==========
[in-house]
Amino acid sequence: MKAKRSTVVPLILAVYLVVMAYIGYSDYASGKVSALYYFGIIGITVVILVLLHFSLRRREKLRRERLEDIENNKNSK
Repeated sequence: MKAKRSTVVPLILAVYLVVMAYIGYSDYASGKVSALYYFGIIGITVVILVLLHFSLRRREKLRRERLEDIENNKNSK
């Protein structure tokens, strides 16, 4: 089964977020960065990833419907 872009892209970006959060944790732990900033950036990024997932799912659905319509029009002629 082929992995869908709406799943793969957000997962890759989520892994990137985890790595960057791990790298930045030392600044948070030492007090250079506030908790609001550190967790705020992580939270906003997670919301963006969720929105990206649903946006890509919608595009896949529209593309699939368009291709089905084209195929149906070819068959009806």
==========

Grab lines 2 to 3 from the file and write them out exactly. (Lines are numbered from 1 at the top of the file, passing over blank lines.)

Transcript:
Amino acid sequence: MKAKRSTVVPLILAVYLVVMAYIGYSDYASGKVSALYYFGIIGITVVILVLLHFSLRRREKLRRERLEDIENNKNSK
Repeated sequence: MKAKRSTVVPLILAVYLVVMAYIGYSDYASGKVSALYYFGIIGITVVILVLLHFSLRRREKLRRERLEDIENNKNSK